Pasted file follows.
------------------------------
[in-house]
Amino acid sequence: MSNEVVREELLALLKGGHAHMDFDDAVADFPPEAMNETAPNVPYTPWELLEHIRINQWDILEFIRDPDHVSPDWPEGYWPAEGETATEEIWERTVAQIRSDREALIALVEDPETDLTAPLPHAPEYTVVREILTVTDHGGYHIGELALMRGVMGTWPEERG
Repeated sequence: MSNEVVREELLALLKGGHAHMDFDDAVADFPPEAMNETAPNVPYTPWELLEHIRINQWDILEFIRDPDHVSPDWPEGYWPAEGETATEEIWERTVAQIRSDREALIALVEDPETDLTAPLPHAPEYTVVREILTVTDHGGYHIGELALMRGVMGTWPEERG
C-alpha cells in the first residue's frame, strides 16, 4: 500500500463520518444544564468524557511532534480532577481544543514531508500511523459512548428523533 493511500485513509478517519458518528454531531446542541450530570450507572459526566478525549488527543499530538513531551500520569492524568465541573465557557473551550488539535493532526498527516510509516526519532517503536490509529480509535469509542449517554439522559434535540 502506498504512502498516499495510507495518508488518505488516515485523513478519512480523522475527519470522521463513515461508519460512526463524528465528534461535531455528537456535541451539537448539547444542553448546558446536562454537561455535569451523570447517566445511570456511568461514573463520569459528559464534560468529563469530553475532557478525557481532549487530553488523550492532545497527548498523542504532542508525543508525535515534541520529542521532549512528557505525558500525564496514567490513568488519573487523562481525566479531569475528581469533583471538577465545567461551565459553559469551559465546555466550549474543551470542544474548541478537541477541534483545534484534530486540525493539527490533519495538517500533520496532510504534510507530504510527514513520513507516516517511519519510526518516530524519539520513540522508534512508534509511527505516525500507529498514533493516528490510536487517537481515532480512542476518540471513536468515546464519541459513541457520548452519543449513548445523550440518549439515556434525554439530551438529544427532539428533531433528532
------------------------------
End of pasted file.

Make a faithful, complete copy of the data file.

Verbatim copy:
[in-house]
Amino acid sequence: MSNEVVREELLALLKGGHAHMDFDDAVADFPPEAMNETAPNVPYTPWELLEHIRINQWDILEFIRDPDHVSPDWPEGYWPAEGETATEEIWERTVAQIRSDREALIALVEDPETDLTAPLPHAPEYTVVREILTVTDHGGYHIGELALMRGVMGTWPEERG
Repeated sequence: MSNEVVREELLALLKGGHAHMDFDDAVADFPPEAMNETAPNVPYTPWELLEHIRINQWDILEFIRDPDHVSPDWPEGYWPAEGETATEEIWERTVAQIRSDREALIALVEDPETDLTAPLPHAPEYTVVREILTVTDHGGYHIGELALMRGVMGTWPEERG
C-alpha cells in the first residue's frame, strides 16, 4: 500500500463520518444544564468524557511532534480532577481544543514531508500511523459512548428523533 493511500485513509478517519458518528454531531446542541450530570450507572459526566478525549488527543499530538513531551500520569492524568465541573465557557473551550488539535493532526498527516510509516526519532517503536490509529480509535469509542449517554439522559434535540 502506498504512502498516499495510507495518508488518505488516515485523513478519512480523522475527519470522521463513515461508519460512526463524528465528534461535531455528537456535541451539537448539547444542553448546558446536562454537561455535569451523570447517566445511570456511568461514573463520569459528559464534560468529563469530553475532557478525557481532549487530553488523550492532545497527548498523542504532542508525543508525535515534541520529542521532549512528557505525558500525564496514567490513568488519573487523562481525566479531569475528581469533583471538577465545567461551565459553559469551559465546555466550549474543551470542544474548541478537541477541534483545534484534530486540525493539527490533519495538517500533520496532510504534510507530504510527514513520513507516516517511519519510526518516530524519539520513540522508534512508534509511527505516525500507529498514533493516528490510536487517537481515532480512542476518540471513536468515546464519541459513541457520548452519543449513548445523550440518549439515556434525554439530551438529544427532539428533531433528532